Diabetes Medication Costs to Rise 24% by 2015

Jun 24, 2013
With 38% of diabetes patients who fail to take their medication as prescribed, it’s critical to focus on solutions to improve adherence and reduce waste.
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  • Diabetes

As more than 14,000 researchers and healthcare professionals participate in this year’s American Diabetes Association 73rd Scientific Sessions to discuss the latest research in diabetes – a disease that affects more than 26 million Americans – it’s important to keep in mind another big number: 38%. That is the portion of diabetes patients who fail to take their medication as prescribed.

Diabetes Drug Trend

Improve Adherence, Reduce Waste

A significant focus of the Scientific Sessions is on new treatments. While drug therapy is a critical part of maintaining the health of people with the disease, it also is a leading driver of healthcare spending. When patients don’t take their medications as prescribed, their health suffers and millions of dollars are wasted.

That’s why it is critical to focus on solutions that improve adherence. Express Scripts is uniquely positioned to address non-adherence through Health Decision ScienceSM – our understanding of patient behavior, expertise in clinical treatments for complex diseases, including diabetes, and ability to use aggregate data to tailor solutions for the patients who most need them.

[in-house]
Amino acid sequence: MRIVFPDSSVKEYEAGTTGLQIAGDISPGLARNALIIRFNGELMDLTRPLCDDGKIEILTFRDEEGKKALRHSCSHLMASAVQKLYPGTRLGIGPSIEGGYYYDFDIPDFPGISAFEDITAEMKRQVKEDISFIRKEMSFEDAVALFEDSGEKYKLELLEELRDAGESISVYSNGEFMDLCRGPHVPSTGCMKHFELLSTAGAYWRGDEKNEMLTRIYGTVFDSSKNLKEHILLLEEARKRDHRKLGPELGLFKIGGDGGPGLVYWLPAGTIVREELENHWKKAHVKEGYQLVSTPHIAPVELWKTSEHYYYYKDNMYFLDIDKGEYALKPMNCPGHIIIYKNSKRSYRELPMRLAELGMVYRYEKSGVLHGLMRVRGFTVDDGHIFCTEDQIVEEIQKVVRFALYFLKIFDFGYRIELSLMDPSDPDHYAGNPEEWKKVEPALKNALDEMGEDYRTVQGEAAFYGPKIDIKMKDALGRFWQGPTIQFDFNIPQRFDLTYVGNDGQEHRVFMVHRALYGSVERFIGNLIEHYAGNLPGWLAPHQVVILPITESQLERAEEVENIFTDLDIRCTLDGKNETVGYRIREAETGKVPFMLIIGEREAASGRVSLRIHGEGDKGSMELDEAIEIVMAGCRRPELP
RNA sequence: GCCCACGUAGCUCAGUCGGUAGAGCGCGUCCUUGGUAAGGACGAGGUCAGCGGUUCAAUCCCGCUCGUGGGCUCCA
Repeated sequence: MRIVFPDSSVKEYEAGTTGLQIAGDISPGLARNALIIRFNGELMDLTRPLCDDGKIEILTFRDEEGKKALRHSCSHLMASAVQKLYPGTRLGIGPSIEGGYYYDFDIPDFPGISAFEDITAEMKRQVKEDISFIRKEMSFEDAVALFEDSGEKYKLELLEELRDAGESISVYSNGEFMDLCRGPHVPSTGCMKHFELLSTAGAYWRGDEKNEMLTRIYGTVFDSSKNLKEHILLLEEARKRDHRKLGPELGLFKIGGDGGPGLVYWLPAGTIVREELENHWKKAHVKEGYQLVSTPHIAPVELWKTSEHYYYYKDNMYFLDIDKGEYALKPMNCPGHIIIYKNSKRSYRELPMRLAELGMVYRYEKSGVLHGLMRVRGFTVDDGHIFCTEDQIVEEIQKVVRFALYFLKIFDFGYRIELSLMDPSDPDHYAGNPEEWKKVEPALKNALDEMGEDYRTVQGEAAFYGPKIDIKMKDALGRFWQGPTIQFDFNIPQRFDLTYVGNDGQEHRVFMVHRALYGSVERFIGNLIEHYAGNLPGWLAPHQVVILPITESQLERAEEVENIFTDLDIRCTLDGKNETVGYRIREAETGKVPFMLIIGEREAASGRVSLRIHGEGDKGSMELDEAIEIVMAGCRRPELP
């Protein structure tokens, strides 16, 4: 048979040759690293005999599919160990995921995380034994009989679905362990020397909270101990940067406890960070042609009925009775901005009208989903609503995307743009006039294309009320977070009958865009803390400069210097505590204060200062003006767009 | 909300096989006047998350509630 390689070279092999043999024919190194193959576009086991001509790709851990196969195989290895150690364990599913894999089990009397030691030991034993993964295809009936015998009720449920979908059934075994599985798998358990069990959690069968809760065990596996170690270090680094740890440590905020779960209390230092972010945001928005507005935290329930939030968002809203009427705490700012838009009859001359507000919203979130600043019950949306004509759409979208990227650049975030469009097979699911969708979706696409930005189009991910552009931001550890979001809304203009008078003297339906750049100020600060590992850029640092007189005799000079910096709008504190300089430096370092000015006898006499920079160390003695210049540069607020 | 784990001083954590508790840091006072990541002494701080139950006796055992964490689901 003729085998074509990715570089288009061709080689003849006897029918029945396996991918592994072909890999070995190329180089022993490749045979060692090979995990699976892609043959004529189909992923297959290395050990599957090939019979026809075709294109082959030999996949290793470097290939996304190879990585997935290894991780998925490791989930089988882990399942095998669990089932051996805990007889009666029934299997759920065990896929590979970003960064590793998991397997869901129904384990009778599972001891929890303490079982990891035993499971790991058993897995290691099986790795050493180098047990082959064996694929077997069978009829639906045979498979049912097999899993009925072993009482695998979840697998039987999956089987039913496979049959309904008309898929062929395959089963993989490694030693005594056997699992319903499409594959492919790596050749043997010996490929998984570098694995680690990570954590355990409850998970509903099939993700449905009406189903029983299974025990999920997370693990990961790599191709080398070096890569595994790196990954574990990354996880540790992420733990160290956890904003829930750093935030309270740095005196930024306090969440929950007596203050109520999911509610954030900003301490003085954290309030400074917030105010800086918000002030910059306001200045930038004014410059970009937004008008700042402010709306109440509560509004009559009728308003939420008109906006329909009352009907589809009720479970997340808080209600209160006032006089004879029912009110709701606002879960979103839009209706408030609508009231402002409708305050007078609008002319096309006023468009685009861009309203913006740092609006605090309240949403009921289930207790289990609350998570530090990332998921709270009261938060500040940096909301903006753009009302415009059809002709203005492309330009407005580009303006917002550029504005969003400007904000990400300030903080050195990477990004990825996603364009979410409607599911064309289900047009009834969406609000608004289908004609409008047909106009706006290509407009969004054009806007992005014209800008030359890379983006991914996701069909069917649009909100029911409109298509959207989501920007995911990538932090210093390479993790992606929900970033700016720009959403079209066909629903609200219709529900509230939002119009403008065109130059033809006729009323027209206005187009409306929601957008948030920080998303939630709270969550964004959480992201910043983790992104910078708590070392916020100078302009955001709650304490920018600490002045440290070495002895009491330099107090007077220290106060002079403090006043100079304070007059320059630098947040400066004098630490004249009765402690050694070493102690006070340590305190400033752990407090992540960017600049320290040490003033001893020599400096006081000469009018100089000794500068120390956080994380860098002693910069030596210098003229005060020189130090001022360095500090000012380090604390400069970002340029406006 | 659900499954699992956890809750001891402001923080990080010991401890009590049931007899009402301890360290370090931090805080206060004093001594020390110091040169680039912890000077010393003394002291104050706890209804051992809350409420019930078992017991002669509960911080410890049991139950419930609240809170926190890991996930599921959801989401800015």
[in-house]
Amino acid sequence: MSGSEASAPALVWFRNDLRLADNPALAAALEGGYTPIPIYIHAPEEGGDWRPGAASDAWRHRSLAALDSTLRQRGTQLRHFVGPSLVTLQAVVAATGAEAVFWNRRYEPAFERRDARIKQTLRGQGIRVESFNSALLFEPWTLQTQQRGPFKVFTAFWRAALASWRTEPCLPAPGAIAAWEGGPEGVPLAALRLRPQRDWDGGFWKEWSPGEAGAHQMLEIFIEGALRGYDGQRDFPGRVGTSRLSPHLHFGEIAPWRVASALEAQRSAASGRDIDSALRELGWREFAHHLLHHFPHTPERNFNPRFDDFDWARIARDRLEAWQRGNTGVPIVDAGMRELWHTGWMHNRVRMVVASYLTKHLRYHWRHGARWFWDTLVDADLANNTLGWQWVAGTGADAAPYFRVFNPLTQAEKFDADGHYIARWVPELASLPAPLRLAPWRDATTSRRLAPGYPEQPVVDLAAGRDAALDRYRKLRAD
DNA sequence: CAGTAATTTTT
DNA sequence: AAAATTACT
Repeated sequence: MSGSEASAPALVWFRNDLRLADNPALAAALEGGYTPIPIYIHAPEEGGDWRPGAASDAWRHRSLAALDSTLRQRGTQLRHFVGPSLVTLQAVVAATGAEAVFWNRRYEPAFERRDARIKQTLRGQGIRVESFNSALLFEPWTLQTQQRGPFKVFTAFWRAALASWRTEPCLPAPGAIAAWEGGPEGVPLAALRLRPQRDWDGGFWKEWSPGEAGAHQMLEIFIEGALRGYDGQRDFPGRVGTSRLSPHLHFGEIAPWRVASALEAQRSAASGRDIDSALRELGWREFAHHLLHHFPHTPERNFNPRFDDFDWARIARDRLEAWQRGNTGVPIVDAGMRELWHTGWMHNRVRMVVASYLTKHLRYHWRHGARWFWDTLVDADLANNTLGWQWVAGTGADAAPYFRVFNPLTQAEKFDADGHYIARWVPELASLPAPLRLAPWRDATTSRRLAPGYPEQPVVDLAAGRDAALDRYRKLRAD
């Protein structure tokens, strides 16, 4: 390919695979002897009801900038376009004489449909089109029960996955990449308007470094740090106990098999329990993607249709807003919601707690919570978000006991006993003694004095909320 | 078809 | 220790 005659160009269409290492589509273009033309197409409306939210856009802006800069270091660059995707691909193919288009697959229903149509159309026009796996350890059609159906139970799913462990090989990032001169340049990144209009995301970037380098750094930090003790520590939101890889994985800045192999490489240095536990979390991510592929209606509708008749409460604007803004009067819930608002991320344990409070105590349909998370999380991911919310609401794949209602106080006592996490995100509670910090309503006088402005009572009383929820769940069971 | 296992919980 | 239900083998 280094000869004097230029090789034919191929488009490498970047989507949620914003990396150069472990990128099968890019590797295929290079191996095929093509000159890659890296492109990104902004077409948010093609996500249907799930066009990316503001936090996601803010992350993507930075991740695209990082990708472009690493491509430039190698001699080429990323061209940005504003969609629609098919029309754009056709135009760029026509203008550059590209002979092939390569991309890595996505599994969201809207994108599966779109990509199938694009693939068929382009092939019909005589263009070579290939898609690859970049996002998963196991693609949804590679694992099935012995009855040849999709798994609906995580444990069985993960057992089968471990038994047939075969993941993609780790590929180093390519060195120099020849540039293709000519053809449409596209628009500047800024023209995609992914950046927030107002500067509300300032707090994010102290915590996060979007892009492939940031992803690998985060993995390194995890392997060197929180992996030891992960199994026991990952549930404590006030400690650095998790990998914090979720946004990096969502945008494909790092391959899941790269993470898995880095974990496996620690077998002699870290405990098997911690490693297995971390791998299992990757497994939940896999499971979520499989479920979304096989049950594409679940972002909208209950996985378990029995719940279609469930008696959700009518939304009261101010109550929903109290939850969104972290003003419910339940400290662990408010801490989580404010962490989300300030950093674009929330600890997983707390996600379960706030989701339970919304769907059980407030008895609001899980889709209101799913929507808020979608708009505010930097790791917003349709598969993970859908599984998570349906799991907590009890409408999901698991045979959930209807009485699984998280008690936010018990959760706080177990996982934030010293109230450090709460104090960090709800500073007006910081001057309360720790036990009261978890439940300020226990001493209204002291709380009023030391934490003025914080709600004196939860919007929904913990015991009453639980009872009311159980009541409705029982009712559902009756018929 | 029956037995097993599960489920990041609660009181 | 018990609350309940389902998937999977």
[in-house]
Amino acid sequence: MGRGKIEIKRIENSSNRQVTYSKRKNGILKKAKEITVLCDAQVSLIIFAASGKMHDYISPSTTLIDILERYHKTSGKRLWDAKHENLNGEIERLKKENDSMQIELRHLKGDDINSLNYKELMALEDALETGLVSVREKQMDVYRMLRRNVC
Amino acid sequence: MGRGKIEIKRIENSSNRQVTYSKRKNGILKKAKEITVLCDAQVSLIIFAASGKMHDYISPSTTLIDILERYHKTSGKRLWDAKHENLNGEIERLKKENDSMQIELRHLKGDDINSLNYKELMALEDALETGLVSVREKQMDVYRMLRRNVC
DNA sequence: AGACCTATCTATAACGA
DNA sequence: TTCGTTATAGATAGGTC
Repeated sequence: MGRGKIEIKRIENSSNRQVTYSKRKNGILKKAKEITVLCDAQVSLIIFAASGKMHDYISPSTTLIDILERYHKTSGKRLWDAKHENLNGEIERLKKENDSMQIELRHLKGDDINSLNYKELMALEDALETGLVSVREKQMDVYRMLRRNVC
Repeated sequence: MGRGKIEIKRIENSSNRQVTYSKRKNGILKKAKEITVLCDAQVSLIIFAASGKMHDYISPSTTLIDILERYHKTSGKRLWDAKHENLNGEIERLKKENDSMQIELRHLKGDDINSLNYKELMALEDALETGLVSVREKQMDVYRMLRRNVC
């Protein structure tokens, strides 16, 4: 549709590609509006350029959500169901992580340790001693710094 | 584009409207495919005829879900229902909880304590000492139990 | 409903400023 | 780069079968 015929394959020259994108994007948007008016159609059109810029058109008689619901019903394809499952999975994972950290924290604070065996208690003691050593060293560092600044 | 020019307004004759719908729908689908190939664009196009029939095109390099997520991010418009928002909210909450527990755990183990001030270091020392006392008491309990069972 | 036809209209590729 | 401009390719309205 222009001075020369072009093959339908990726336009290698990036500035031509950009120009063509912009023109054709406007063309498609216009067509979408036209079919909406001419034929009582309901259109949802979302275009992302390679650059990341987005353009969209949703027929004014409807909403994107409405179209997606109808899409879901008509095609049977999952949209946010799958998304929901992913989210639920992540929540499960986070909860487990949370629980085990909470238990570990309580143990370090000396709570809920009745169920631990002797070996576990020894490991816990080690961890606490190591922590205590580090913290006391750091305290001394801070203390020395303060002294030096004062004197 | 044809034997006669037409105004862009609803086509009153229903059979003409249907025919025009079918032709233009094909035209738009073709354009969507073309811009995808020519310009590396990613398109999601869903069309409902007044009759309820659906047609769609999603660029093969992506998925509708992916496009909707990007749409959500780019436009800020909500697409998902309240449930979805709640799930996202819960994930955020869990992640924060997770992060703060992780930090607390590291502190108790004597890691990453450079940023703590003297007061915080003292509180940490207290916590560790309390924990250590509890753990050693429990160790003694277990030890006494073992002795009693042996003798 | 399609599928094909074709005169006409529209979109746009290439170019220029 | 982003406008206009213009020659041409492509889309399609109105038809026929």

Diabetes Treatment Costs on the Rise

In 2012, for the second year in a row, the U.S. spent more on medications to treat diabetes than any other therapy class. And the trend of increased spending will continue, according to the latest Drug Trend Report. By the end of 2015, spending on diabetes medications is expected to climb 24%.

Some other pharmacy-related diabetes facts and figures from the 2012 Drug Trend Report:

While U.S. spending on prescription drugs (including traditional and specialty) increased 2.7% in 2012, spending specifically on diabetes medications increased 11%.

Of this 11% spending increase, 1.5% is attributed to increased utilization, and 9.5% is attributed to increased unit cost.

Factors driving diabetes drug costs include:
  • Diagnosis and treatment of Type 2 diabetes continue to increase, driven by the large number of overweight and obese individuals in the U.S. Earlier this week, the American Medical Association recognized obesity as a disease state requiring a range of interventions for treatment and prevention.
  • Brand inflation in long-acting insulins and newer drugs for treating Type 2 diabetes will result in an increase in unit cost.
  • A new class of medications, sodium-dependent glucose cotransporter 2 (SGLT-2) inhibitors, is expected to gain market share, as these medications are associated with weight reduction.
  • The Food and Drug Administration approval of competitors to existing dipeptidyl peptidase-4 (DPP-4) inhibitors and glucagon-like peptide-1 (GLP-1) agonists and to the SGLT-2 inhibitors will contribute to brand inflation.



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